“Russia should focus on world experience and apply existing developments in the regions. To me, this seems acceptable and adequate because there were many successful and unsuccessful practices in promoting projects. Based on this, experience has been formed—thanks for what it is—and now it is important to analyze it correctly. Accordingly, last year, the market maintained a certain tendency toward normalization. Yes, cryptocurrency prices fell, but many serious players are seeking regulation, licensing,” says Agranovskaya.
The lawyer notes that there is a tendency toward the inevitable globalization of cryptographic regulation. Without drawing up clear laws, normal technological development is impossible, and the adjustment has helped the industry not to die. After all, the amount of money that is in the crypto industry (as of this writing, the total crypto market capitalization is about $120 billion) is not comparable with the volumes that exist in ordinary financial markets, therefore, of course, regulation is necessary.
“I want to note that these two markets, cryptocurrency and stock, should not compete. The hype is now spinning around digital assets, which is harmful to the ‘seriousness’ of the industry, but is good from the marketing side because it’s hype that draws attention to problems and needs in the market. The society is now drawing lessons from what happened earlier when many thoughtlessly entered the crypto industry. This movement, however, gave way to the entrepreneurial initiative: the real needs of the market for various instruments, including crowdfunding tools, became apparent,” Agranovskaya thinks.
Worldwide Regulatory Crypto Practice
At the end of last year, the G20 countries signed a declaration, according to which in 2019, they should solve the problems of regulation and taxation of cryptocurrency. After all, the attitude of states to cryptocurrencies—despite the ten-year existence of the leading digital asset, Bitcoin—is still ambiguous. For example, Estonia is tightening the regulation of cryptocurrencies following the requirements of the E.U.’s “Fourth Money Laundering Prevention Directive,” although initially, the country treated the digital assets favorably.
Maria Agranovskaya believes that Estonia is good for registering cheap and simple projects, and, for example, Switzerland is an expensive, but stable country. “The choice of jurisdiction depends on the needs of the projects themselves: how the idea will be implemented and realized, what the clientele is, where the cash flows will be going. The choice, for example, between Singapore and Switzerland depends on the market for this company. Although, both jurisdictions are very interesting in terms of stability and attractiveness.”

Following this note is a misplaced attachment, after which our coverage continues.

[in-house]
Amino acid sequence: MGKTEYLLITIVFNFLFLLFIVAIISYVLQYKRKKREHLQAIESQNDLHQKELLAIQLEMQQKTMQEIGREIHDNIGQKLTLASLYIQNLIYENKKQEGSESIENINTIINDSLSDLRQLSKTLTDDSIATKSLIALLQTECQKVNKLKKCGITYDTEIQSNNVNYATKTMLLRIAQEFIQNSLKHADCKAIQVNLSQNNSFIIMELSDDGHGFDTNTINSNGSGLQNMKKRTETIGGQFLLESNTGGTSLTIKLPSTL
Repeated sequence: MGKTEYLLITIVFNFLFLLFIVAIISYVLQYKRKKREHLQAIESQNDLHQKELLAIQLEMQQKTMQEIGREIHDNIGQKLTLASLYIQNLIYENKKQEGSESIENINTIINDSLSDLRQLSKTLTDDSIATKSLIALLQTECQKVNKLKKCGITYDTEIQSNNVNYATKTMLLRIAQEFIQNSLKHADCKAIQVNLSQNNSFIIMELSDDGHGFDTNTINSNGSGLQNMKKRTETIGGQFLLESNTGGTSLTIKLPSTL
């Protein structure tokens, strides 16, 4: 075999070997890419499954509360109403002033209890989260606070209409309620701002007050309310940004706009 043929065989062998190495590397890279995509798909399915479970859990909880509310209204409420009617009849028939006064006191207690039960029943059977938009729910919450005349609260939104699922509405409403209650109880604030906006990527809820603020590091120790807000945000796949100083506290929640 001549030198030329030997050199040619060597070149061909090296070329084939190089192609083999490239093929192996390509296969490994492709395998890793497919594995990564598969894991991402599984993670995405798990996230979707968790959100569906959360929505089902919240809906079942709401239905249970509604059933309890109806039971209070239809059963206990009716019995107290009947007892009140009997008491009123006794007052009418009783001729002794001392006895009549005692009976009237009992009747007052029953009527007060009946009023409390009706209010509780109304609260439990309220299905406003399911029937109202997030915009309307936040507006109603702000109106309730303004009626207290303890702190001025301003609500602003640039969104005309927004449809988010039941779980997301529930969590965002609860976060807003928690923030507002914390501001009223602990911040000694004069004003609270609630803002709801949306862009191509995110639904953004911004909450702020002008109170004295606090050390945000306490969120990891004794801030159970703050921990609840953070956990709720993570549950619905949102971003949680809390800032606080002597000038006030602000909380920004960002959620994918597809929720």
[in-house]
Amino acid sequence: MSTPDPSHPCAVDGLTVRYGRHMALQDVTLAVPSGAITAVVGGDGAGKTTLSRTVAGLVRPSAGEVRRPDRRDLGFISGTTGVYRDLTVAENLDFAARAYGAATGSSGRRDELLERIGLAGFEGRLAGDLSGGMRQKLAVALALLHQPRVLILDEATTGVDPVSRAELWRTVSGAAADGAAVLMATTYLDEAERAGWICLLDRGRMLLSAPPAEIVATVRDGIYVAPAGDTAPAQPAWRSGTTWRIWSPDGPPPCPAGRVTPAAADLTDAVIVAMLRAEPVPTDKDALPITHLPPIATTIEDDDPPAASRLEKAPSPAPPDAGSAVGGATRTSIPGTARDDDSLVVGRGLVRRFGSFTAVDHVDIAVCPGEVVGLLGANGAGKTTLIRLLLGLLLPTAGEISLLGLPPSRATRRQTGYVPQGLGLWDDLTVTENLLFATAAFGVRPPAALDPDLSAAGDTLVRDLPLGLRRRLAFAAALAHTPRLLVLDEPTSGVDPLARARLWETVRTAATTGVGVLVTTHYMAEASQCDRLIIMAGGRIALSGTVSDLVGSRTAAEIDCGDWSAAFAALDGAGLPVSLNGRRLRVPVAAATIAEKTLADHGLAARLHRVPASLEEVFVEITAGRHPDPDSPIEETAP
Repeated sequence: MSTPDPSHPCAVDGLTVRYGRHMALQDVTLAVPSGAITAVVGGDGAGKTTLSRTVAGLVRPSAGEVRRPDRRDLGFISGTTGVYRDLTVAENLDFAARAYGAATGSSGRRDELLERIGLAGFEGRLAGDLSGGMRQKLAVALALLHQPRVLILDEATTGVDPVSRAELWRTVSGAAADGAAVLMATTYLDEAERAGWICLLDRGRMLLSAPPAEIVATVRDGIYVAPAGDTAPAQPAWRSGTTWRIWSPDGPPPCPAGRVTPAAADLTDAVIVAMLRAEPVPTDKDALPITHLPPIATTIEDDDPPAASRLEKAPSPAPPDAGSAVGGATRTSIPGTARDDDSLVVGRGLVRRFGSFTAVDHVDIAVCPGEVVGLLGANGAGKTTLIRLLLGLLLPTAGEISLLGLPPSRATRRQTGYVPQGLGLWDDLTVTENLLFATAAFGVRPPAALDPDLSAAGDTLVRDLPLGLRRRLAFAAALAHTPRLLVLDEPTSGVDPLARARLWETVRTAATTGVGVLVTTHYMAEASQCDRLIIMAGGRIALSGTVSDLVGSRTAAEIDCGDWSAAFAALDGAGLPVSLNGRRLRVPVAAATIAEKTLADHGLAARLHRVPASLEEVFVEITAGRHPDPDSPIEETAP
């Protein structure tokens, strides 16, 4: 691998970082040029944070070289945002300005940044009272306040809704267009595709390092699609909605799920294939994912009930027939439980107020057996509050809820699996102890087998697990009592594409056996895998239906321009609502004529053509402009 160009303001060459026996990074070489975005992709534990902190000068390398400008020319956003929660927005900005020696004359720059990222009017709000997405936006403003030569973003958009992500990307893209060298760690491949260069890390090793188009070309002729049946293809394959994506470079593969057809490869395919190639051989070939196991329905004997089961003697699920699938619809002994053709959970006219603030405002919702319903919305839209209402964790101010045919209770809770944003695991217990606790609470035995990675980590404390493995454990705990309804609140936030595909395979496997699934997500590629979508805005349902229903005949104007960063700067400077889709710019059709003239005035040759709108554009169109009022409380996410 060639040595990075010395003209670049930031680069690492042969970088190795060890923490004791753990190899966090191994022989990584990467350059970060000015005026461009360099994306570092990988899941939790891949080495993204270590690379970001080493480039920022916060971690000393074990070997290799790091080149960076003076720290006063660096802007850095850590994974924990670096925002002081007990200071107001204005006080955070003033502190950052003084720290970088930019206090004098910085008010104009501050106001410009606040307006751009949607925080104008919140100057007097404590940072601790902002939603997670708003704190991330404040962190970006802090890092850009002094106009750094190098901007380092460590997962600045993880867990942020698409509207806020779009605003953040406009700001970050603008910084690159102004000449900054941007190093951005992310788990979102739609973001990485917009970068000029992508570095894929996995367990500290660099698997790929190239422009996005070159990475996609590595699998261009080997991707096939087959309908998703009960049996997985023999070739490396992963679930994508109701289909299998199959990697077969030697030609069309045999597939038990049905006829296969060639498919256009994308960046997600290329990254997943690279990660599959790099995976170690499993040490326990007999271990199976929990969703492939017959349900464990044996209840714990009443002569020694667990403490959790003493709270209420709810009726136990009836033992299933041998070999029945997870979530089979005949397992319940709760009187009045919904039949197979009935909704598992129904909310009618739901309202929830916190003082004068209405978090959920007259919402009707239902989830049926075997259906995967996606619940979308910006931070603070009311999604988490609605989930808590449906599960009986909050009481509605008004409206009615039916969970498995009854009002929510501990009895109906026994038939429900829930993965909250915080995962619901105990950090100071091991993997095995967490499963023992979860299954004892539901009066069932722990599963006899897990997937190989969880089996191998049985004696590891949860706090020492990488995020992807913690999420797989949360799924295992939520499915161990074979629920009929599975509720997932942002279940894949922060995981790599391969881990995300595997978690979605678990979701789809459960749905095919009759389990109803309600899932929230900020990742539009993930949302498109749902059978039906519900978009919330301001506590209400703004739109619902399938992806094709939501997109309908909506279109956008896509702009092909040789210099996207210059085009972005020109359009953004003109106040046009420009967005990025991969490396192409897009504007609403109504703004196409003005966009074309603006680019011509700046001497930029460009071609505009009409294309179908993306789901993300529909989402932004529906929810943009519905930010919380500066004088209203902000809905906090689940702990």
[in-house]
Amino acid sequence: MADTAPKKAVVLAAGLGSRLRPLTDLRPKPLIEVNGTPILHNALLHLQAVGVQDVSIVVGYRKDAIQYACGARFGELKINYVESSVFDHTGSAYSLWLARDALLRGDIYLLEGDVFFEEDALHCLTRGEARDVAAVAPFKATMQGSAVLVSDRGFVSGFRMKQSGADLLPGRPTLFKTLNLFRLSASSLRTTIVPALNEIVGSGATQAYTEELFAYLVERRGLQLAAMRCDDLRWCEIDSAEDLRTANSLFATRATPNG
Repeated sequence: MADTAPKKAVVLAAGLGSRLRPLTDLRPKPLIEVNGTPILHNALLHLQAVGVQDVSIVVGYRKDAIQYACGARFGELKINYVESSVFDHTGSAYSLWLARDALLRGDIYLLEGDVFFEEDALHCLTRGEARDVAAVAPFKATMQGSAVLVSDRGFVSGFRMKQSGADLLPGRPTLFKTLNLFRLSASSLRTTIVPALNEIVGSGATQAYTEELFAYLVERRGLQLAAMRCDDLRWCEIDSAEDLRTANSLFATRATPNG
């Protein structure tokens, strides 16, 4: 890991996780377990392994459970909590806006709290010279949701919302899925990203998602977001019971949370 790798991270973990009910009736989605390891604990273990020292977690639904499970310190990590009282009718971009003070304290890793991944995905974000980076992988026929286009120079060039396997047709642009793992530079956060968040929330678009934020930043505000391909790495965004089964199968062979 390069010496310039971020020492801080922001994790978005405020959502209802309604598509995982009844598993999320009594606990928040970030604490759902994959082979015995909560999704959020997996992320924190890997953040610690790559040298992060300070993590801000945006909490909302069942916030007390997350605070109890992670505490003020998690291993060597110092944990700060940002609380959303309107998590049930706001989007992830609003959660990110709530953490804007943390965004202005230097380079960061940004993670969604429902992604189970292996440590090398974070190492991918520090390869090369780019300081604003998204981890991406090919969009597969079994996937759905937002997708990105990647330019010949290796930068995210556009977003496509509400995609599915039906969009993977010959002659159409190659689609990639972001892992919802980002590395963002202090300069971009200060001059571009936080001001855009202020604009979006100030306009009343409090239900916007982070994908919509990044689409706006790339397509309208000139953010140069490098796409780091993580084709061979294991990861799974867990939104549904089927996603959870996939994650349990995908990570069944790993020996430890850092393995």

The story of Malta is also interesting, says the lawyer. Back in July of last year, the local Parliament passed three bills in the third reading that concern cryptocurrencies and blockchain. The island country, according to local authorities, is fully prepared to work with crypto projects from around the world. But Maria Agranovskaya believes that “this story [Malta’s jurisdiction] is not yet ready, it is very raw.” Another peninsular area, Gibraltar, is now too regulated. Last year, there were attempts to legitimize cryptocurrencies finally. “Gibraltar is just as interesting as it will be,” the lawyer says.
At the end of last year, Singapore’s regulators amended the rules for conducting ICOs, and now the campaign organizer must obtain a license to provide services, their recommenders are to be licensed by financial consultants, and the exchanges are required to pass checks of the Monetary Authority. “It is not surprising that Singapore is constantly working on laws. The state is regularly developing. It can be said with confidence that their legal practice has already taken shape, and local authorities are adopting amendments, making new recommendations. But again, look: all this is based on existing legislation. Singapore will be good for projects that provide financial services,” explains Agranovskaya.
Taxation of the cryptocurrency industry remains one of the most pressing issues. Although Bitcoin can be used already to pay taxes in several states of the United States, large mandatory payments to the state treasury are killing businesses in many countries. In Japan, the companies that hypothetically would like to develop in this state and attract Japanese money cannot afford this because of high taxes. “In addition, we should not forget that projects that are located in Japan should have their main activity in this country. The Japanese market is regulated, perhaps, stronger than the rest. There is a tendency that local managers of regulated institutions are prone to tightening the rules and regulations for the cryptocurrency industry,” says Maria Agranovskaya.
The expert’s comment on the regulation of the digital assets market in Japan underlines the Financial Services Agency’s new standards for ICOs that oblige all participants in the initial coin offering to register. In addition, the Japanese authorities intend to imprison the former executive director of Mt.Gox, Mark Karpeles, for ten years over embezzling user funds.
Commenting on this news, Agranovskaya noted that the theft of money occurred in a cryptocurrency world with a specific course, which has now changed. “How are we to return the money, based on what parameters? This is a big gap in regulation, the problems of which are not fully resolved. Crypto crimes are punished depending on their nature. Besides, the Criminal Code has not been canceled. Fraud is fraud. But to prove that you had something, and it was something that was stolen, and to assure that it was done by illegal means is quite difficult due to the lack of legal tools, and here, of course, you need a specific, clear vision and understanding of a story,” reflects the lawyer.
Regulation Affects the Market, and the Market Affects Regulation
According to Maria Agranovskaya, the abovementioned rule on the mutual influence of the regulator and the market on the industry as a whole is central to the formation of the structure, which will then be written down in the regulatory acts of digital law. Therefore, the joint work of all structures of the crypto industry will help form a high-quality regulatory framework for the digital industry.